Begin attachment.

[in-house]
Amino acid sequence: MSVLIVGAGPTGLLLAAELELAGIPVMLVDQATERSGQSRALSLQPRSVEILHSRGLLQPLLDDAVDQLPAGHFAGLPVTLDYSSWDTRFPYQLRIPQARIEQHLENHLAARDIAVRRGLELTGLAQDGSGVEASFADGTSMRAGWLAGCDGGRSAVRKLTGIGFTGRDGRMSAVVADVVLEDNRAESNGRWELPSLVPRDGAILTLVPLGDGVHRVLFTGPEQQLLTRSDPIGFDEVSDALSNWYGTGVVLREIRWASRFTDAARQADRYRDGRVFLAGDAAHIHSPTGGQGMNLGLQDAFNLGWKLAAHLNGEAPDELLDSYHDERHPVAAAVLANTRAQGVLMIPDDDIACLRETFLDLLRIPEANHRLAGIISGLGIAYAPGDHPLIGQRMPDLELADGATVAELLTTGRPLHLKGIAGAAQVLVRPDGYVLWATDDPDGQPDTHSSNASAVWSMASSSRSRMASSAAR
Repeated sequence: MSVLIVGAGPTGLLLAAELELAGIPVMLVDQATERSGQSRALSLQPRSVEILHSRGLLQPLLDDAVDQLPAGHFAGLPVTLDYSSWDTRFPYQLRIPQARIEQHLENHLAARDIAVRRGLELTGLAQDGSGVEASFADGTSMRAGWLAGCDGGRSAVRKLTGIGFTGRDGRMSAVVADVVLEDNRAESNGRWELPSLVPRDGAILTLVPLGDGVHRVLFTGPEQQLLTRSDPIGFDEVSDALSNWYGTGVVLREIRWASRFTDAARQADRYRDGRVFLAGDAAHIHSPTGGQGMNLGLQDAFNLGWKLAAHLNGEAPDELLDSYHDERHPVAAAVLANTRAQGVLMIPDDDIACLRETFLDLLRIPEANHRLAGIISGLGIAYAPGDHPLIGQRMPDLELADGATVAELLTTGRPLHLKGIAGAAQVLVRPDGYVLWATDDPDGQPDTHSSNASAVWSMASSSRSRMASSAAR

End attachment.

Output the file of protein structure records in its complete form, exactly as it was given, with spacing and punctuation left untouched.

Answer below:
[in-house]
Amino acid sequence: MSVLIVGAGPTGLLLAAELELAGIPVMLVDQATERSGQSRALSLQPRSVEILHSRGLLQPLLDDAVDQLPAGHFAGLPVTLDYSSWDTRFPYQLRIPQARIEQHLENHLAARDIAVRRGLELTGLAQDGSGVEASFADGTSMRAGWLAGCDGGRSAVRKLTGIGFTGRDGRMSAVVADVVLEDNRAESNGRWELPSLVPRDGAILTLVPLGDGVHRVLFTGPEQQLLTRSDPIGFDEVSDALSNWYGTGVVLREIRWASRFTDAARQADRYRDGRVFLAGDAAHIHSPTGGQGMNLGLQDAFNLGWKLAAHLNGEAPDELLDSYHDERHPVAAAVLANTRAQGVLMIPDDDIACLRETFLDLLRIPEANHRLAGIISGLGIAYAPGDHPLIGQRMPDLELADGATVAELLTTGRPLHLKGIAGAAQVLVRPDGYVLWATDDPDGQPDTHSSNASAVWSMASSSRSRMASSAAR
Repeated sequence: MSVLIVGAGPTGLLLAAELELAGIPVMLVDQATERSGQSRALSLQPRSVEILHSRGLLQPLLDDAVDQLPAGHFAGLPVTLDYSSWDTRFPYQLRIPQARIEQHLENHLAARDIAVRRGLELTGLAQDGSGVEASFADGTSMRAGWLAGCDGGRSAVRKLTGIGFTGRDGRMSAVVADVVLEDNRAESNGRWELPSLVPRDGAILTLVPLGDGVHRVLFTGPEQQLLTRSDPIGFDEVSDALSNWYGTGVVLREIRWASRFTDAARQADRYRDGRVFLAGDAAHIHSPTGGQGMNLGLQDAFNLGWKLAAHLNGEAPDELLDSYHDERHPVAAAVLANTRAQGVLMIPDDDIACLRETFLDLLRIPEANHRLAGIISGLGIAYAPGDHPLIGQRMPDLELADGATVAELLTTGRPLHLKGIAGAAQVLVRPDGYVLWATDDPDGQPDTHSSNASAVWSMASSSRSRMASSAAR